I try out Jinfiniti's intracellular NAD test and explain more about NAD+
NR Supplements Personal Case Study
Although there is never going to be a single rejuvenation pill (nor single therapy) and we’re a long way from achieving any significant life extension, most people would like to think that a wonder-supplement exists that at least helps slow down ageing a little.
Leading the race in the anti-ageing community to be the super-supplement are NAD boosters and senolytics, with NAD boosters split into NR, NMN, NA or even NAD itself. Here I look at Tru Niagen, a patented version of nicotinamide riboside, which I tried for 2 months to see if I could notice a difference, both subjectively and objectively. I took measurements (blood and physical biomarkers) before, during and after the trial which I report on below.
- What is nicotinamide riboside (NR)?
- Trial Protocol
- Results - NAD Levels and Biological Age
- Results - Blood Biomarkers
- Results - Physical Biomarkers
|This blog is sponsored by ChromaDex. They have generously provided two month’s supply of Tru Niagen capsules. They did not request, and have not been given, any editorial input to this article. The Live Forever Club will always provide independent and unbiased information about life extension.|
What is nicotinamide riboside (NR)?
Nicotinamide riboside is an alternative form of vitamin B3 that was first discovered as a growth factor for and influenza bacterium back in 1944. More recently, it has been studied as a NAD+ precursor that could slowdown the onset of age-related diseases.
- NAD+ (nicotinamide adenine dinucleotide) - a critical molecule found in every living cell involved in hundreds of reactions including sirtuins signalling and the production of the energy molecule ATP.
- NMN (nicotinamide mononucleotide) – final step in salvage pathway which gets converted into NAD+.
- NR (nicotinamide riboside) - converted inside the cell into NMN.
- NA (nicotinic acid, also called niacin) – initiates the Preiss-Handler pathway.
Beyond its function as a NAD+ precursor, I’ve been unable to find any mechanisms that NR is involved in directly. However, given the importance of NAD+ to our metabolism, that is more than sufficient benefit as preventing the depletion of NAD+ with age has many impacts, including:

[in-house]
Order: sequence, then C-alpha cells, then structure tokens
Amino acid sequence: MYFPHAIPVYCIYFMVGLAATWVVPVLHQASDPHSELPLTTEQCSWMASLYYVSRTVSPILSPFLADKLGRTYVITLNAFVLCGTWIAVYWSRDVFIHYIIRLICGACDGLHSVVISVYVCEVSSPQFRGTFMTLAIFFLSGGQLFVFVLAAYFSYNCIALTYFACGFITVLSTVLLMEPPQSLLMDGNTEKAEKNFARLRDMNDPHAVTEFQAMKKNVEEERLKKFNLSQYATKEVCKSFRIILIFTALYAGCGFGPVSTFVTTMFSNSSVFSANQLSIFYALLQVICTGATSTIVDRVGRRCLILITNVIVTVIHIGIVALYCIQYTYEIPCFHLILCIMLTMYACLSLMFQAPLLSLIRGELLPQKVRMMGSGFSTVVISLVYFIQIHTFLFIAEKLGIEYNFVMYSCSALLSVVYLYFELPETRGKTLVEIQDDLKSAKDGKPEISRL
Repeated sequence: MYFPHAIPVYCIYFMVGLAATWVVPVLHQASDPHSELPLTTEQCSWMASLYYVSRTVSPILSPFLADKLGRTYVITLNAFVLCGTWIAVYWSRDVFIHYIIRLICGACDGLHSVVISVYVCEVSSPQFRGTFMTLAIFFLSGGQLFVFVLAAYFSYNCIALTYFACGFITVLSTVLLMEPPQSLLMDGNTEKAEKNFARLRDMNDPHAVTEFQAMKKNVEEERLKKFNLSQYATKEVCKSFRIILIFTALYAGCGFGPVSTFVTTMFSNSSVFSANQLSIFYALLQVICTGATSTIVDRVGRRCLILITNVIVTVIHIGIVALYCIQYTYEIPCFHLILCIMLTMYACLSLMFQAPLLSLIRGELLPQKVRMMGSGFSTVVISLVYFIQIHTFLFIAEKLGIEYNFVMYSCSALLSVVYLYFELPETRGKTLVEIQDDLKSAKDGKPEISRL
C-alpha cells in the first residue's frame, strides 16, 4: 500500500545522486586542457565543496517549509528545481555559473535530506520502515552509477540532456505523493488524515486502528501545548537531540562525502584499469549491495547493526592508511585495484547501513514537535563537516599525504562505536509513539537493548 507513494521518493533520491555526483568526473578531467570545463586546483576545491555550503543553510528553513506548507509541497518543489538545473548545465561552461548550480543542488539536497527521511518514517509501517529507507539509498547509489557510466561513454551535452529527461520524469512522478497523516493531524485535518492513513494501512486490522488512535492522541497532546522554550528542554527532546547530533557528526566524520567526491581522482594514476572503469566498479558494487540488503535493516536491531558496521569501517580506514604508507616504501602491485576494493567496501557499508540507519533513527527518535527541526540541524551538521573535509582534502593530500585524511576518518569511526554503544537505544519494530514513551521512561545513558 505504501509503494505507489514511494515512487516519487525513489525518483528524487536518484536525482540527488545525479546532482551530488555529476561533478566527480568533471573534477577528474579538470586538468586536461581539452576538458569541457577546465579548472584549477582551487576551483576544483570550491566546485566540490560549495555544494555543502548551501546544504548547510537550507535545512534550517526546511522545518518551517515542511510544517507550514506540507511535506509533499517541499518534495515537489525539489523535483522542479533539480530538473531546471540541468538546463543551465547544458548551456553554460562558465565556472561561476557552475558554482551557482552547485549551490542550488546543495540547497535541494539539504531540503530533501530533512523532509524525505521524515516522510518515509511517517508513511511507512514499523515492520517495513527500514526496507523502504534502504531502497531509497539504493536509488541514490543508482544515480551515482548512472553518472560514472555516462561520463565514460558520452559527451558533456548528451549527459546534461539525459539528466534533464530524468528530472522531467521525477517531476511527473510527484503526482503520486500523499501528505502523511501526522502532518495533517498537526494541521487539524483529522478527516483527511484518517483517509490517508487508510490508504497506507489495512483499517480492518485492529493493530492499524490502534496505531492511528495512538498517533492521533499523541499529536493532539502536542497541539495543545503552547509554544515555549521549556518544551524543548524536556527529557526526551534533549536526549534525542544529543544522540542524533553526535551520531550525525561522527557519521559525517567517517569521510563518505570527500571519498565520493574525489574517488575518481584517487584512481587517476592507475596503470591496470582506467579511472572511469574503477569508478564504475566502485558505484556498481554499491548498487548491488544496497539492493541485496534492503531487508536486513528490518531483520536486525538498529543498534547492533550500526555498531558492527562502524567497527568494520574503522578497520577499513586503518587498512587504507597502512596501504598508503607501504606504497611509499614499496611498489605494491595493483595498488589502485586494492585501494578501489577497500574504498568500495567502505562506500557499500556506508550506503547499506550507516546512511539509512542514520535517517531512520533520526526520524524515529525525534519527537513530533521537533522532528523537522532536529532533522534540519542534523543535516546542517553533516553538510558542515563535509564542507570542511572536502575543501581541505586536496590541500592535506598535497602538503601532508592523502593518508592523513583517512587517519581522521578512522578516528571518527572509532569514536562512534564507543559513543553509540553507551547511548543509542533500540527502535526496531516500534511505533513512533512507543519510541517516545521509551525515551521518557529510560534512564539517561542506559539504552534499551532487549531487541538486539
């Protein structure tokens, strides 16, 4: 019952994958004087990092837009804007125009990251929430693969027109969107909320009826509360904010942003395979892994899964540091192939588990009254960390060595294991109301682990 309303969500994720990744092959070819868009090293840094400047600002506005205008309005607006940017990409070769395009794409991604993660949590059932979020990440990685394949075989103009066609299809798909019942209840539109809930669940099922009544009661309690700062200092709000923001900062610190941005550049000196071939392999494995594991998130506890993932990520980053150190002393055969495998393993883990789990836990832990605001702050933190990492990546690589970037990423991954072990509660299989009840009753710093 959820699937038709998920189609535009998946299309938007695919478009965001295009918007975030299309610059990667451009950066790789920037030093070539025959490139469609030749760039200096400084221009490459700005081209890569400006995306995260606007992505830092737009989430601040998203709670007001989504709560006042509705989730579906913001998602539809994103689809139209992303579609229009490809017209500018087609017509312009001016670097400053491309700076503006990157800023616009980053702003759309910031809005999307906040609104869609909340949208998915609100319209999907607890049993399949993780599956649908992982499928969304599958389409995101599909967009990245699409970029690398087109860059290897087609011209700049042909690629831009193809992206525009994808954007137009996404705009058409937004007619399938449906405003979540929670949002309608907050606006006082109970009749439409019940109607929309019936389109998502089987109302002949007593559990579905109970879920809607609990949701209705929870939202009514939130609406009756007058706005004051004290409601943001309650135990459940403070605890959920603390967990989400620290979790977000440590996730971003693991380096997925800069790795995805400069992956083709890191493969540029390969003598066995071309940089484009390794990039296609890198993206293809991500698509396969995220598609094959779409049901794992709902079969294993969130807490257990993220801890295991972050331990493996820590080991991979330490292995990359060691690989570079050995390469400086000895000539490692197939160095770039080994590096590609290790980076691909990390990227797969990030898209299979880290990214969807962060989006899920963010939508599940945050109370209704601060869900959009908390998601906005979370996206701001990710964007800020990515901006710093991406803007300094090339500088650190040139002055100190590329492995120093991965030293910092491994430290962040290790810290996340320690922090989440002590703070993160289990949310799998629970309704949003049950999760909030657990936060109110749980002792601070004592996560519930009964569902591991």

- energy production (glycolysis, citric acid cycle, and the electron transport chain)
- transferring electrons between molecules (becoming NADH)
- enabling poly (ADP-ribose) polymerase (PARPs) to repair DNA
- activates sirtuins involved in DNA and cellular damage repair, epigenetics, and insulin production
What is niagen?
Niagen is is ChromaDex’s patent-protected form of nicotinamide riboside (NR). So, it is basically just NR, but as will all supplements and biomolecules, it is not just the ingredients on the label that counts. It is also how the substance is manufactured – both from a chemical process perspective (which affects how the body will metabolise it) and also its quality control process to ensure that you are getting what it says on the label, with no nasty contaminants. ChromaDex is audited by NSF International to check that it is following the GMP (good manufacturing process) regulations.
Chromadex hold several patents related to the production of nicotinamide riboside including a specific yeast strain, novel crystalline forms, and methods of preparation. They also claim that it is the world’s first and only known FDA-safety reviewed form of NR.
Whether it is radically different to other, well-prepared, NR I can’t say. However, because of its consistency it has been in used in several clinical trials that have shown it safely and effectively increases NAD+ in humans.
Dietary sources of NR
If you’re not keen on taking supplements, then unfortunately it is near impossible to get enough in your diet from food sources alone.
In 2019, the European Food Safety Authority (EFSA) Panel on Nutrition evaluated the safety of nicotinamide riboside chloride (i.e. Niagen) as a novel food, and as part of that concluded that “the contribution of nicotinamide riboside from food sources … is too small to be relevant for the safety assessment.” In case you’re wondering, it also concluded that Niagen is safe and bioavailable.
The only identified food source of NR was milk, but a pint contains less then 0.5 mg of nicotinamide riboside – which is about one thousandth of the recommended daily supplement dose.
I took the recommended dose of one 300mg capsule per day for 2 months, which should allow enough time for any effects to build up, and also for any weekly measurements to become statistically significant.
Unlike NMN, which is best stored in a refrigerator, NR can be stored at room temperature, and EFSA has determined that it is stable for at least 36 months at 25 degrees C.
To determine the impact of NR supplementation, and to allow a future comparison with NMN supplements, I've picked pretty much the same blood and physical biomarkers as for my NMN trial. In addition, Jinfiniti kindly donated a couple of intracellular NAD blood tests so I was able to do a before and after test for that as well.
|Alanene transferase||Start + end|
|Bilirubin||Start + end|
|Biological age||Start + end|
|Blood pressure||Twice weekly|
|Cholesterol ratio||Start + end|
|CRP - High sensitivity||Start + end|
|eGFR||Start + end|
|Fitness (running pace)||Twice weekly|
|HbA1c||Start + end|
|NAD+ (intracellular)||Start + end|
|TSH||Start + end|
|White cell count|
Start + end
The following equipment was used:
- Biological age – Young.AI
- Blood analysis - Medichecks* Well Man UltraVit Blood Test (no fasting)
- Blood pressure - Omron IntelliSense M6* Comfort Blood Pressure Monitor
- NAD+ (intracellular) – Jinfiniti (get a club discount code)
- Peak flow - Mini-Wright*
- SpO2 – Contech CMS50DL*
- Weight - Omron BF508* Body Composition and Body Fat Monitor
- Grip strength – Camry EH101*
I'll provide a full update on blood biomarkers and physical measurements soon, for now I just have the result of my intracellular NAD level tests and biological age assessment.